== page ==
USA Today (5/24, Lloyd) reports, "Taking a calcium supplement to help prevent bones from thinning puts people at a greater risk for heart attacks, says a report out today in the journal Heart." The study involved about "24,000 people between the ages of 35 and 64."
The Los Angeles Times (5/24, Maugh) reports that the researchers found "that those who had a moderate amount of calcium in their diet (820 milligrams daily) had a 31% lower risk of having a heart attack than those in the bottom 25% of calcium consumption, but those with a daily intake of more than 1100 mg did not have a lower risk. There was no evidence that any level of calcium intake in the diet affected stroke risk." However, "when the team considered supplements, they found that those who took calcium supplements regularly were 86% more likely to have a heart attack than those who used no supplements." The researchers reported that "for those who took only calcium supplements, and no others, the risk doubled."
In a piece taken from Health Magazine, the CNN (5/24) "The Chart" blog reports, "Only the use of calcium supplements, and not overall calcium intake, was associated with an increased risk of heart attack. In fact, people who consumed higher amounts of calcium from foods, such as milk and other dairy, tended to have a lower risk of heart attacks than people who consumed less."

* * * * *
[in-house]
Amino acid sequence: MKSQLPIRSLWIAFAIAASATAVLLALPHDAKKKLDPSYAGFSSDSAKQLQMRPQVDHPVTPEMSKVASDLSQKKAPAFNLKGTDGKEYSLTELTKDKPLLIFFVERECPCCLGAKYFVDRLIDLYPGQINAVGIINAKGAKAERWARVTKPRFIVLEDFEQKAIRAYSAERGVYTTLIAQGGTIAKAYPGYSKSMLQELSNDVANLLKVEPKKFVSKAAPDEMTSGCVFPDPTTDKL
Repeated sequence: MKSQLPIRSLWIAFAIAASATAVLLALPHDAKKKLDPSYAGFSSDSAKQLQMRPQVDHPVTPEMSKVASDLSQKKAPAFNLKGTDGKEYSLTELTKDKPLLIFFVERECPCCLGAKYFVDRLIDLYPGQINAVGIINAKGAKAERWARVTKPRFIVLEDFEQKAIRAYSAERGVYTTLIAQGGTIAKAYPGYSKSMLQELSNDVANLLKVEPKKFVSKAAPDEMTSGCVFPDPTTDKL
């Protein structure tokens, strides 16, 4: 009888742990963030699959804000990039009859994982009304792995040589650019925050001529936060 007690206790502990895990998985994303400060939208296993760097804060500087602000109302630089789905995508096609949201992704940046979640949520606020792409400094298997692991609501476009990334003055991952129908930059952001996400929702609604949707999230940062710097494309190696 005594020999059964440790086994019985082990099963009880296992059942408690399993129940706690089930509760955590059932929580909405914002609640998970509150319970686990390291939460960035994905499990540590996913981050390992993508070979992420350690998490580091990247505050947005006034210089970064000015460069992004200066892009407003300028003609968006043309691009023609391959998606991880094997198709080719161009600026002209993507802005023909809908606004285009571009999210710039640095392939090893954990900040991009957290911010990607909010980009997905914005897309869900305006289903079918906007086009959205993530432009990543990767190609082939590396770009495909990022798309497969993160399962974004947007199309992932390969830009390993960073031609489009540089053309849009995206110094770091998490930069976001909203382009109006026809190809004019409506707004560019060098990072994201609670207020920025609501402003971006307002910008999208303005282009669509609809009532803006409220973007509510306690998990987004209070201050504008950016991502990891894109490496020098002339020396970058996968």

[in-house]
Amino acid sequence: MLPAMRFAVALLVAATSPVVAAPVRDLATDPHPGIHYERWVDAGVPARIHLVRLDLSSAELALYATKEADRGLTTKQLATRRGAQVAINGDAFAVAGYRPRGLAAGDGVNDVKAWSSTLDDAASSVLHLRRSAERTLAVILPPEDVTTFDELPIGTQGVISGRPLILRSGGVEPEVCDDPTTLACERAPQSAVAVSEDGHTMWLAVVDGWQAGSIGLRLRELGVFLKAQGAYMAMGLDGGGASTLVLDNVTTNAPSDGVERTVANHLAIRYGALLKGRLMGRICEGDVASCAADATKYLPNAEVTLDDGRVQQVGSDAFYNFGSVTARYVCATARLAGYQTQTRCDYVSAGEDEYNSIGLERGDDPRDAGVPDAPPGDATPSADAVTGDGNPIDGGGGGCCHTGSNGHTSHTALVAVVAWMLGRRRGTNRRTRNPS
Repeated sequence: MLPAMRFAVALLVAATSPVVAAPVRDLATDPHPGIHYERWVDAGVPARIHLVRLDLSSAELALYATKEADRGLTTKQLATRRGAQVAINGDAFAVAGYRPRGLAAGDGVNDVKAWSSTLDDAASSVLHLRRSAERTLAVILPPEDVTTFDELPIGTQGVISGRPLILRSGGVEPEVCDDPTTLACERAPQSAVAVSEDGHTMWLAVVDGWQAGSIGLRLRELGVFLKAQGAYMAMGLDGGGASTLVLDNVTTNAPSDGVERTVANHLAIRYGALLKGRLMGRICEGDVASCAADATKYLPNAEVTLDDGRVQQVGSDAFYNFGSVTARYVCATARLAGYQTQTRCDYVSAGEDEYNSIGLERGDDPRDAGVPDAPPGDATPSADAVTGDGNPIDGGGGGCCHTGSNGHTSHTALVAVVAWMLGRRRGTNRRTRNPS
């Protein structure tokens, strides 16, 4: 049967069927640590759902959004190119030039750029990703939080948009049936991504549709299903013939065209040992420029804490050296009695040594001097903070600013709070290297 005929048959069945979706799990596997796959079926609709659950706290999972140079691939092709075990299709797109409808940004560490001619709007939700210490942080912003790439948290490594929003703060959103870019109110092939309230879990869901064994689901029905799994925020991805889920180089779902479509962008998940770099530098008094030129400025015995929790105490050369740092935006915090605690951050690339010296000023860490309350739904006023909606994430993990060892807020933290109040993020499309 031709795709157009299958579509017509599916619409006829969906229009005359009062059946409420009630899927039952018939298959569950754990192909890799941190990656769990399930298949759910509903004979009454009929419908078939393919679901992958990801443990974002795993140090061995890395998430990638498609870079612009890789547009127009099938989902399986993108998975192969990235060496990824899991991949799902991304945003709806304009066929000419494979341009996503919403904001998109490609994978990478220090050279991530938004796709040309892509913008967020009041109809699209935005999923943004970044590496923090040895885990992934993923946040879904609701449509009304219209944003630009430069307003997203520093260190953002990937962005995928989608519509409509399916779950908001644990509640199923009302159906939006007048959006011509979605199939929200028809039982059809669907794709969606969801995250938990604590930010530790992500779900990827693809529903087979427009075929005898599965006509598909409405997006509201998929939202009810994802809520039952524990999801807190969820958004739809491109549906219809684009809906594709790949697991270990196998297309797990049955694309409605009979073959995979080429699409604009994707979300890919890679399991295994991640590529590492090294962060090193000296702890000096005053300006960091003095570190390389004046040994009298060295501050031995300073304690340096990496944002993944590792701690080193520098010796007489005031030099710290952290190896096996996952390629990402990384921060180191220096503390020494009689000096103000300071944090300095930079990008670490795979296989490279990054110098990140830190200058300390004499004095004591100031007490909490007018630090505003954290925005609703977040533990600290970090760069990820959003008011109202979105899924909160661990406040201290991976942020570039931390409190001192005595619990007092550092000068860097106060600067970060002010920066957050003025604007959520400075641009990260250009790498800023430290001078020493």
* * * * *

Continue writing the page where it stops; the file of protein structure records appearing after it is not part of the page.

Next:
On its website, CBS News (5/24) reports, "The reasons for the differing risks aren't entirely clear, but researchers suggested the sudden burst of calcium into the system from supplements may be part of the problem."
Many experts, however, expressed skepticism. For instance, on the MSNBC (5/24) "Vitals" blog, Robert Bazell, NBC Chief Science and Health Correspondent writes that "this research...is just the type of experiment that often scares people unnecessarily and gives the science of epidemiology a bad name." According to Bazell, "the study was set up to look at cancer risk and these scientists are 'mining' the data to look for heart disease outcomes. What the researchers unearth is a confusing set of conclusions."
HealthDay (5/24, Reinberg) reports that Dr. Robert Recker, director of the Osteoporosis Research Center at Creighton University and president of the National Osteoporosis Foundation, said, "I am doubtful of these findings." According to Dr. Recker, "It's hard to understand why calcium in the diet can reduce the risk of heart attack, but supplements increase the risk." Also covering the story are the UK's Press Association (5/24) and BBC News (5/24, Gallagher).
Posted by: Steven Almany M.D.